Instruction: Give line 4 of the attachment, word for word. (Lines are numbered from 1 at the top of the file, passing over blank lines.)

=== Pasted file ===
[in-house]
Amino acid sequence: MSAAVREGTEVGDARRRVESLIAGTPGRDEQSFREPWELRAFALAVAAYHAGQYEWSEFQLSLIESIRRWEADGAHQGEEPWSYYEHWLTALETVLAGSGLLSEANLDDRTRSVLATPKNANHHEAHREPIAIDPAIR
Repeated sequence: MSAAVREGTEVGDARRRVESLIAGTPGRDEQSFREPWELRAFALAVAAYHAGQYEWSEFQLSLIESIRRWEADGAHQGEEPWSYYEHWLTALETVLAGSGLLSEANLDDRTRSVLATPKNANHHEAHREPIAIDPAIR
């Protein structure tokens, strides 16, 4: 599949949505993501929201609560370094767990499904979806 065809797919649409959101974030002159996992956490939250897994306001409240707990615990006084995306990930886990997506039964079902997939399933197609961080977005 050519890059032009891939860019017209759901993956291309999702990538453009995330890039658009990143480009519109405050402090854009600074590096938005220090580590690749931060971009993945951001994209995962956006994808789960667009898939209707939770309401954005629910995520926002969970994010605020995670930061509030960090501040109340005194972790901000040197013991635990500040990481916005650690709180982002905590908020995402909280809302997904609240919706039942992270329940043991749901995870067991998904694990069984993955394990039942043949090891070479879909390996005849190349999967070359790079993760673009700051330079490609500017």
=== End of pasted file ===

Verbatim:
């Protein structure tokens, strides 16, 4: 599949949505993501929201609560370094767990499904979806 065809797919649409959101974030002159996992956490939250897994306001409240707990615990006084995306990930886990997506039964079902997939399933197609961080977005 050519890059032009891939860019017209759901993956291309999702990538453009995330890039658009990143480009519109405050402090854009600074590096938005220090580590690749931060971009993945951001994209995962956006994808789960667009898939209707939770309401954005629910995520926002969970994010605020995670930061509030960090501040109340005194972790901000040197013991635990500040990481916005650690709180982002905590908020995402909280809302997904609240919706039942992270329940043991749901995870067991998904694990069984993955394990039942043949090891070479879909390996005849190349999967070359790079993760673009700051330079490609500017």